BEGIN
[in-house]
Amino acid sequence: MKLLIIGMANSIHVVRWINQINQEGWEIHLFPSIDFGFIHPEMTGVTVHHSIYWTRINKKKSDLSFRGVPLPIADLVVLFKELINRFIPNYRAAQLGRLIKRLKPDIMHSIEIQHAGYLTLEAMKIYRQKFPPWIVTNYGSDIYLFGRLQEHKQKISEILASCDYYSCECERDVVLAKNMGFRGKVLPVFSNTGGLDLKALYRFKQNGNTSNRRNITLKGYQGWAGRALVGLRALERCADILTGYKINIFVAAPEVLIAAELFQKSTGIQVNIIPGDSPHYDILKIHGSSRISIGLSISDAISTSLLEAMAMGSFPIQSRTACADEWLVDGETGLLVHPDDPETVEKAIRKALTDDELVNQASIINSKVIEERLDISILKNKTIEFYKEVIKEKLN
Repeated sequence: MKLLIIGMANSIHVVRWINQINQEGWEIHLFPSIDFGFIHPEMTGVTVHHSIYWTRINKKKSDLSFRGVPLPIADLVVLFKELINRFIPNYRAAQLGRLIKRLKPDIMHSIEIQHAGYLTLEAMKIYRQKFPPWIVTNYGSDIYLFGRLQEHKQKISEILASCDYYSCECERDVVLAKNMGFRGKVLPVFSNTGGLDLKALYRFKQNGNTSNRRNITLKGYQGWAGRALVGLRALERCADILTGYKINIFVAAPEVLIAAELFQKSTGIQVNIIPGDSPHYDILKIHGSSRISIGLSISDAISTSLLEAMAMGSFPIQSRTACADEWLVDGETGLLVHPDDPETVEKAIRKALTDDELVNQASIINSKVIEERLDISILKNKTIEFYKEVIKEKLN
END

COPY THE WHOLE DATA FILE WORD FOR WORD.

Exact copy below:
[in-house]
Amino acid sequence: MKLLIIGMANSIHVVRWINQINQEGWEIHLFPSIDFGFIHPEMTGVTVHHSIYWTRINKKKSDLSFRGVPLPIADLVVLFKELINRFIPNYRAAQLGRLIKRLKPDIMHSIEIQHAGYLTLEAMKIYRQKFPPWIVTNYGSDIYLFGRLQEHKQKISEILASCDYYSCECERDVVLAKNMGFRGKVLPVFSNTGGLDLKALYRFKQNGNTSNRRNITLKGYQGWAGRALVGLRALERCADILTGYKINIFVAAPEVLIAAELFQKSTGIQVNIIPGDSPHYDILKIHGSSRISIGLSISDAISTSLLEAMAMGSFPIQSRTACADEWLVDGETGLLVHPDDPETVEKAIRKALTDDELVNQASIINSKVIEERLDISILKNKTIEFYKEVIKEKLN
Repeated sequence: MKLLIIGMANSIHVVRWINQINQEGWEIHLFPSIDFGFIHPEMTGVTVHHSIYWTRINKKKSDLSFRGVPLPIADLVVLFKELINRFIPNYRAAQLGRLIKRLKPDIMHSIEIQHAGYLTLEAMKIYRQKFPPWIVTNYGSDIYLFGRLQEHKQKISEILASCDYYSCECERDVVLAKNMGFRGKVLPVFSNTGGLDLKALYRFKQNGNTSNRRNITLKGYQGWAGRALVGLRALERCADILTGYKINIFVAAPEVLIAAELFQKSTGIQVNIIPGDSPHYDILKIHGSSRISIGLSISDAISTSLLEAMAMGSFPIQSRTACADEWLVDGETGLLVHPDDPETVEKAIRKALTDDELVNQASIINSKVIEERLDISILKNKTIEFYKEVIKEKLN